However, having said that, I run a kilowatt of output power on many bands (160 meters through 2 meters, inclusive), and have for many years, very effectively with no RF ground at all, nor any attempt at an RF ground.  It's easily done, if you use 50 Ohm antennas fed with 50 Ohm coax.  All the RF is up at the antenna level, there isn't any significant field radiated or conducted into the shack, and there are no ill effects.  I cannot recall ever using an RF ground, in 36 years of actively operating from dozens of homes and temporarily station locations.  But, if you want one, go for it.  An RF ground would normally be attached either to your transmitter, or to your external antenna tuner (if you're using one), via the broadest, shortest conductors possible attached to earth.  A single 8' ground rod is unobtrusive and in most cases can be slammed into the ground quite easily, and just left behind when you move.  Nobody cares about a 1/2" piece of rod sticking a few inches out of the ground, close to the foundation of the house.

Whether an 8' ground rod provides you with an RF ground or not is a variable.  It might help, it might not.  Probably cannot hurt.  A "serious" RF ground is usually provided by a _field_ of wires and rods in the ground, spread over a large area.

73 de Steve WB2WIK/6

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AG4DG
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« Reply #2 on: September 16, 2001, 07:19:25 PM »

< Unfortunately, much of what has been written about the "need for a good earth ground" is hogwash, based in nothing of substance and written by people with a very limited understanding of ground systems. >

Why does this myth persist?  Anyone?  I think it harms amateur radio, because new hams are intimidated by this.  Think of all the times you hear people say "I can't operate on HF, because I live on the Xth floor and cannot get a good RF ground".

I have also noticed that nobody can explain where the stray RF comes from and how the earth ground addresses it.  It sounds as if everyone simply copies what everyone else says.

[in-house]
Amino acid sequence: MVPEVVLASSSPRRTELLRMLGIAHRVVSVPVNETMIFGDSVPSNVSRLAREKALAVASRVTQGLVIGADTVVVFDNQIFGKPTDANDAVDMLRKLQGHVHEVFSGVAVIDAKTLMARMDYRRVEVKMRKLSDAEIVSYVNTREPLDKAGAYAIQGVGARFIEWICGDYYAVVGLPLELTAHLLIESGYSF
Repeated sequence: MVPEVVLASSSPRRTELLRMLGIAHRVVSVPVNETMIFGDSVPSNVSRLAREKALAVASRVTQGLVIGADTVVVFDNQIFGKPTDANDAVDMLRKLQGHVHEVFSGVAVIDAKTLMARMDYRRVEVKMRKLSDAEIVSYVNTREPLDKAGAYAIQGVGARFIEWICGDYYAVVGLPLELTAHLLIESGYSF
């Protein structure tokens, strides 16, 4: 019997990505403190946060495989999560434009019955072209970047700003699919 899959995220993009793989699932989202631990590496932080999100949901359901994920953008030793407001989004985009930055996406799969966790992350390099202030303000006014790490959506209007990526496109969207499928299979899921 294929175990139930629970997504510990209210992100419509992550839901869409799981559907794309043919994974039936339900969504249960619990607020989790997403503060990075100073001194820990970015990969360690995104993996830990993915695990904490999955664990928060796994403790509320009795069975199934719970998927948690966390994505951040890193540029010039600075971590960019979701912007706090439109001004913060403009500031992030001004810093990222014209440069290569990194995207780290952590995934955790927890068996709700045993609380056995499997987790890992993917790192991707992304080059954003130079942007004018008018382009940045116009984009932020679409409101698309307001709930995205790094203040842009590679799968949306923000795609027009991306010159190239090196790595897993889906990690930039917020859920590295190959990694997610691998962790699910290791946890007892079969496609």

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WB2WIK
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Posts: 20636




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« Reply #3 on: September 17, 2001, 02:18:39 PM »

Back in the early days of wireless, antennas were normally fed with a single wire, or a set of wires, and it was common that the transmission line and radiator were one in the same; thus, RF in the shack was not "stray" at all -- it was part of the system, and both known about and intended.

Securely "earthing" (grounding) equipment chassis brought the chassis back down to zero or nearly zero RF potential, and prevented RF burns and shocks to the operators, not to mention lesser maladies.  It worked.  For similar installations, it still works.

But coaxial cable changed a lot of things.  Coax has only been commonly available since the late 1940's, and hams began using it around 1950 or so.  This wonderful, shielded transmission line allowed one to literally "ground" the shield anywhere he wished to, and when used to feed antennas matched to the same impedance as the line, coax "quieted" down many a ham radio station to the point where the need for grounding is essentially eliminated.  If there's no RF voltage floating around on equipment chassis, why use a ground?  There's really no need, and no reason.

Most of the RF in hamshacks nowadays is not "stray" by any means, it's radiated by the antennas and simply present in the shack due to near proximity to those antennas.  Not much we can do about this, other than add more separation (best solution), or start building shielded operating rooms (expensive, claustrophobic).

73 de Steve WB2WIK/6